6 Pregnancy Induced Hypertension Nursing Care Plans

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Pregnancy induced hypertension, also known as gestational hypertension, is a potentially life-threatening disorder that usually develops late in the second trimester or in the third trimester. The non-convulsive form of PIH is termed as preeclampsia ranging from mild to severe. The convulsive form is eclampsia. The cause of this disorder is unknown but geographic, ethnic, racial, nutritional, immunologic, and familial factors and preexisting vascular disease may contribute to its development.

Nursing Care Plans

Nursing care for PIH involves providing adequate nutrition, good prenatal care, and control of pre-existing hypertension during pregnancy decrease the incidence and severity of preeclampsia. Early recognition and prompt treatment of preeclampsia can prevent progression to eclampsia.

Here are six (6) nursing diagnosis for your nursing care plans on Gestational Hypertension or Pregnancy Induced Hypertension

  1. Deficient Fluid Volume
  2. Decreased Cardiac Output
  3. Altered Tissue Perfusion (Uteroplacental)
  4. Risk for Maternal Injury
  5. Risk for Imbalanced Nutrition: Less Than Body Requirements
  6. Deficient Knowledge
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Deficient Knowledge

Nursing Diagnosis

  • Deficient Knowledge

May be related to

  • Lack of exposure
  • Unfamiliarity with information resources
  • Misinterpretation

Possibly evidenced by

  • Request for information
  • Statement of misconceptions
  • Inaccurate follow-through of instructions
  • Development of preventable complications

Desired Outcomes

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  • Patient identifies signs/symptoms requiring medical evaluation.
  • Patient performs necessary procedures correctly.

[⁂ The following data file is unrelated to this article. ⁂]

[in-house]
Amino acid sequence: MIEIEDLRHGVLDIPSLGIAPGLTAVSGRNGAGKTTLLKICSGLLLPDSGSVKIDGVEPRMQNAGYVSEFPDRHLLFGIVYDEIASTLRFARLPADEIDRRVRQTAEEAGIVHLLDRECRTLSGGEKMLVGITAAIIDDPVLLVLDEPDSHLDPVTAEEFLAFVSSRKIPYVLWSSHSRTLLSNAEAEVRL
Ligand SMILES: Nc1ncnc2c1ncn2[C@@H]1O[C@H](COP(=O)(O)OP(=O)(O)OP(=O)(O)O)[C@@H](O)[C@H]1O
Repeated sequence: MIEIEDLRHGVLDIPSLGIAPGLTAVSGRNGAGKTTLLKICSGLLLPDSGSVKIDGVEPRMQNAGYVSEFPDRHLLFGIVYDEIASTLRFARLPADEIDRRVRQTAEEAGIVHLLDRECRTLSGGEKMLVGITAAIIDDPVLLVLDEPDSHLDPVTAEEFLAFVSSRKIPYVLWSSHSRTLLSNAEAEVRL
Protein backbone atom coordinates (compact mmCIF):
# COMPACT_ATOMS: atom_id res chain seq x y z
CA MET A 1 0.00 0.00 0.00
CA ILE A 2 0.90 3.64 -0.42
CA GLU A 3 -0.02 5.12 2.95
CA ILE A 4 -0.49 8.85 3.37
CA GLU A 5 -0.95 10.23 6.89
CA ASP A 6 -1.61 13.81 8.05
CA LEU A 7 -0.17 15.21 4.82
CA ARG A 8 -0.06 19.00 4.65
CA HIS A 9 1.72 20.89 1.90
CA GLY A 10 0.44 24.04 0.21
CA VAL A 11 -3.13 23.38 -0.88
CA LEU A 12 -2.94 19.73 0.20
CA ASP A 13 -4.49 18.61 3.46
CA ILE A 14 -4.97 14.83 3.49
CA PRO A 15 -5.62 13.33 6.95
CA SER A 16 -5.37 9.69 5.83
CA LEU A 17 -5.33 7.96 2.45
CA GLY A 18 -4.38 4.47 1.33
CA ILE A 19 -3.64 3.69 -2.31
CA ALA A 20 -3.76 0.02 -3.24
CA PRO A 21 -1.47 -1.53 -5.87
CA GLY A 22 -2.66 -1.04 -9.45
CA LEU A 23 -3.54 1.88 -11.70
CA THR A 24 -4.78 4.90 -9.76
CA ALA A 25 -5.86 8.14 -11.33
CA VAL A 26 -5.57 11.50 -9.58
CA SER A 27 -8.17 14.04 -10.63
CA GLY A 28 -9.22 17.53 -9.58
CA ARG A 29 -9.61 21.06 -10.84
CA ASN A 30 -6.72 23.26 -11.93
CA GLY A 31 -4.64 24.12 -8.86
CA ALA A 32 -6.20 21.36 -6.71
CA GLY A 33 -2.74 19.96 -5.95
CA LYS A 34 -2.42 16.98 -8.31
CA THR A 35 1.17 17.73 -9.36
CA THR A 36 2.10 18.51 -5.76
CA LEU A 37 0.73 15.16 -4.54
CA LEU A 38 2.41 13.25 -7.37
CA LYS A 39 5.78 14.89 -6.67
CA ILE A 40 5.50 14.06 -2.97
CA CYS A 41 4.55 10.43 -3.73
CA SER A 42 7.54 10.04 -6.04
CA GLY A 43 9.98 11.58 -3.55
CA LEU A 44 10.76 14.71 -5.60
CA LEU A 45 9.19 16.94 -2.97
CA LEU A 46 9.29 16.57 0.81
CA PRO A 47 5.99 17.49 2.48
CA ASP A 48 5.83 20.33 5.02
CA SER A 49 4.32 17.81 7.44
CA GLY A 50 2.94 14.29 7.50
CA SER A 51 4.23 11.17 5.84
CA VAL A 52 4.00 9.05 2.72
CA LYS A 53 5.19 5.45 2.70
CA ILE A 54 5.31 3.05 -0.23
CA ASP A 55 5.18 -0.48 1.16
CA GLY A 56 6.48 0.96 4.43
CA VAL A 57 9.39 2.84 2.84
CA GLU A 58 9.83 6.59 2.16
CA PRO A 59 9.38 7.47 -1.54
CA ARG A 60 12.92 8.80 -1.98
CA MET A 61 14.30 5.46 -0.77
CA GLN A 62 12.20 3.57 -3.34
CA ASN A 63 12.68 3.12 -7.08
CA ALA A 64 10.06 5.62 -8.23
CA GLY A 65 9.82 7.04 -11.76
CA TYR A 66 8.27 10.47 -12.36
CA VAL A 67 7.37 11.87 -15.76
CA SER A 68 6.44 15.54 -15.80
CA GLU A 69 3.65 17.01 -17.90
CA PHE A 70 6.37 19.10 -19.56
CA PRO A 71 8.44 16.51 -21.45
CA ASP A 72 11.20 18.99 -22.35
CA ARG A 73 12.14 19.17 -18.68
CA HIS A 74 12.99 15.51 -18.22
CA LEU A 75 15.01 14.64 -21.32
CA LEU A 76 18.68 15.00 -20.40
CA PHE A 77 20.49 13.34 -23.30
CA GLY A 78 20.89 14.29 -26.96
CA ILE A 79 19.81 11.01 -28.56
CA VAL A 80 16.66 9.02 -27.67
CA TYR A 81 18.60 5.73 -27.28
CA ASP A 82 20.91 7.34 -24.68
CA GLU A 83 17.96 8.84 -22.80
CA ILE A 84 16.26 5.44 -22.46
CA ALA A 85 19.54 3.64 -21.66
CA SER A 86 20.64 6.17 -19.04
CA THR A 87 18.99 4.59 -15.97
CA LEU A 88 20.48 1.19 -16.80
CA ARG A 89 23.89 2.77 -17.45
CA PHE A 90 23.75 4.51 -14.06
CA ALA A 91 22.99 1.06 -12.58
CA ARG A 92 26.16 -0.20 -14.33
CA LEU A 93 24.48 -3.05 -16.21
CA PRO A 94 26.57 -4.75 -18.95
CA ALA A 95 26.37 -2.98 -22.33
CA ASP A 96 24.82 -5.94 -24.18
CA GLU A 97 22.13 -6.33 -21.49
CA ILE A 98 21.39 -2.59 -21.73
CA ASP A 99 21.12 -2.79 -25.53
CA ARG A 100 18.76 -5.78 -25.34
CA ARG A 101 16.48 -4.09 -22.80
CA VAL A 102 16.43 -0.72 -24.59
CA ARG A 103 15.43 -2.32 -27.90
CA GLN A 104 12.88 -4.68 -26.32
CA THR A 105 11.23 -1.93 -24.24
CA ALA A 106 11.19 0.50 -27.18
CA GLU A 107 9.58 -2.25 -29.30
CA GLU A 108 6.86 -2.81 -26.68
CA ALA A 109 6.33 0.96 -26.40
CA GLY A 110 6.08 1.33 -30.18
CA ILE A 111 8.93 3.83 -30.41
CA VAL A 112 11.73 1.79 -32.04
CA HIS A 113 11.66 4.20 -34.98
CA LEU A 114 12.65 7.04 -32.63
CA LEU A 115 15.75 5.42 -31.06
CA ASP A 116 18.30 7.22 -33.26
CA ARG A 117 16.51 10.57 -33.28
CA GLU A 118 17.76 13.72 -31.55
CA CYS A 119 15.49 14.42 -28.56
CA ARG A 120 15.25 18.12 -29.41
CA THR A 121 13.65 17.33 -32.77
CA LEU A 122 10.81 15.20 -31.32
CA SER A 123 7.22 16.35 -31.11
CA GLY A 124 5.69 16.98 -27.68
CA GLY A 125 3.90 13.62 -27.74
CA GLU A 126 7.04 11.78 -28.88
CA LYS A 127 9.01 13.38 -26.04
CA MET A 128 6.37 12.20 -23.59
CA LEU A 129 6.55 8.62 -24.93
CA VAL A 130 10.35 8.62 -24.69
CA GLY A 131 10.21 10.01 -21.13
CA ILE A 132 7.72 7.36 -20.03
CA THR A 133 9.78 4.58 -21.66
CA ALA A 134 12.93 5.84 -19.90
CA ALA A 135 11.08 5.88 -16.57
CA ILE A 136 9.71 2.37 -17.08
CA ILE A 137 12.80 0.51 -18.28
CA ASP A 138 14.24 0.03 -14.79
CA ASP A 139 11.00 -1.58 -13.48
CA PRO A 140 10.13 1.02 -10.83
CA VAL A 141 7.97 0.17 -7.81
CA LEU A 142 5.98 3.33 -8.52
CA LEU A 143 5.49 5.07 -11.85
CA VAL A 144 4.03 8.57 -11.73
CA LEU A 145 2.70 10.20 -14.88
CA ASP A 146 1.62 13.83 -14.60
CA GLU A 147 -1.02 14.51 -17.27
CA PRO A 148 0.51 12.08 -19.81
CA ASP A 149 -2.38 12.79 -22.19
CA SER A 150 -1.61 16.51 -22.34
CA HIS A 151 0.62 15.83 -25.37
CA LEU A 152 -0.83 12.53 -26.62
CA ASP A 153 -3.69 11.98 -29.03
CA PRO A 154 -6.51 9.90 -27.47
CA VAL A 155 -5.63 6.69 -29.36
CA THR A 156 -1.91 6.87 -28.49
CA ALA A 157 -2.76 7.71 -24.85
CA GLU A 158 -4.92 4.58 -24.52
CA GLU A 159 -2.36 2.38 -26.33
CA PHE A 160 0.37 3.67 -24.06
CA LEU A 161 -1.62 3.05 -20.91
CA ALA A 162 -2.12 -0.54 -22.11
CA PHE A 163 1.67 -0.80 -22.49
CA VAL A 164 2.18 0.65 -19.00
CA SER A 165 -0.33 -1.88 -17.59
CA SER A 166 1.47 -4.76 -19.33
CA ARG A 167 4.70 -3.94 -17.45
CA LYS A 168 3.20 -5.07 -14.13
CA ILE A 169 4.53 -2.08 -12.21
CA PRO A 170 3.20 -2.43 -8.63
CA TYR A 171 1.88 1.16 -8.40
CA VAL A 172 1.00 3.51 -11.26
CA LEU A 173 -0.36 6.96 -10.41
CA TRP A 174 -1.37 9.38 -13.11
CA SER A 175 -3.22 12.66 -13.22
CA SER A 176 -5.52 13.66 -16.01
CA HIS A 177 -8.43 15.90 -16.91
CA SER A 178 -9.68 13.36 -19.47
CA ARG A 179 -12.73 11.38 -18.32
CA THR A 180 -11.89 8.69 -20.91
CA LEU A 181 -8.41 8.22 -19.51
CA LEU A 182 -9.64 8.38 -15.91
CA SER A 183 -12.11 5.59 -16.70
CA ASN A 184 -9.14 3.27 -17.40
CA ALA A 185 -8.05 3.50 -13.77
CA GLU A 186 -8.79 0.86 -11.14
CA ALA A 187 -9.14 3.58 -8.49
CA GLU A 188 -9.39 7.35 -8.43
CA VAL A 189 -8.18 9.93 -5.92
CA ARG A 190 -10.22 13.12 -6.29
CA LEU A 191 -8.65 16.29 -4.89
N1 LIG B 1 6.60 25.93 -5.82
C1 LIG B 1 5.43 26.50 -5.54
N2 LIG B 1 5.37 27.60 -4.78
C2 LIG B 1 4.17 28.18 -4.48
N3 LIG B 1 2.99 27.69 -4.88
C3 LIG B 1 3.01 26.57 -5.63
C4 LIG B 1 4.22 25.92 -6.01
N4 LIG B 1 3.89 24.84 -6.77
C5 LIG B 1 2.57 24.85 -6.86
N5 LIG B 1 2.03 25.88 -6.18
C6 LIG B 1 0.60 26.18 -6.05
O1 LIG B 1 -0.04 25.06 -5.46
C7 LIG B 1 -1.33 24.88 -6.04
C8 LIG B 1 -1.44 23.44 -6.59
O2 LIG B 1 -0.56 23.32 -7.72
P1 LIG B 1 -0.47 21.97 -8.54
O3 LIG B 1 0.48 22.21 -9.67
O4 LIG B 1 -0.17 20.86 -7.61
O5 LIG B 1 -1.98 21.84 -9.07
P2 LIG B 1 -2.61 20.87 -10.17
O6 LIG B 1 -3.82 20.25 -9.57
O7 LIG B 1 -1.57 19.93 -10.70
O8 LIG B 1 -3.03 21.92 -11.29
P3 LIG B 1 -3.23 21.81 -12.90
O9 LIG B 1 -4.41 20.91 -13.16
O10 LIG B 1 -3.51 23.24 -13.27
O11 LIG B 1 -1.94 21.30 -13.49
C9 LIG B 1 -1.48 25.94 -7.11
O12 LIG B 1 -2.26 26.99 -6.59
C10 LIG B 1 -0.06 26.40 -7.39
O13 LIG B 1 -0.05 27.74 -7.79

• Patient verbalizes understanding of disease process and appropriate treatment plan.
  • Patient initiate lifestyle/behavior changes as indicated.
Nursing Interventions Rationale
Assess patient’s/couple’s knowledge of the disease process. Provide information about pathophysiology of PIH, implications for mother and fetus; and the rationale for interventions, procedures, and tests, as needed. Establishes data base and provides information. Provide information about areas in which learning is needed. Taking information can improve understanding and reduce fear, helping to facilitate the treatment plan for the client. Note: Current research in progress may provide additional treatment options, such as using low-dose (60 mg/day) aspirin to reduce thromboxane generation by platelets, limiting the severity/incidence of PIH.
Provide information about signs/symptoms indicating worsening of condition, and instruct patient when to notify healthcare provider. Helps ensure that patient seeks timely treatment and may prevent worsening of preeclamptic state or additional complications.
Have patient informed of health status, results of when tests, and fetal well-being. Fears and anxieties can be compounded when patient/couple does not have adequate information about the state of the disease process or its impact on patient and fetus.
Educate patient on how to monitor her own weight at home, and to notify healthcare provider if gain is in excess of 2 lb/wk, or 0.5 lb/day. Gain of 3.3 lb or greater per month in second trimester or 1 lb or greater per week in third trimester is suggestive of PIH.
Educate and assist family members in learning the procedure for home monitoring of BP, as indicated. Encourages cooperation in treatment regimen, allows immediate intervention as needed, and may provide reassurance that efforts are beneficial.
Review techniques for stress management and diet restriction. Strengthens importance of patient’s responsibility in treatment.
Provide information about ensuring enough protein in diet for patient with possible or mild preeclampsia. Protein is essential for intravascular and extravascular fluid regulation.
Review self-testing of urine for protein. Reinforce rationale for and implications of testing. A test result of 2+ or greater is vital and needs to be reported to healthcare provider. Urine specimen contaminated by vaginal discharge or RBCs may produce positive test result for protein.

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See Also

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Maternal and Newborn Care Plans

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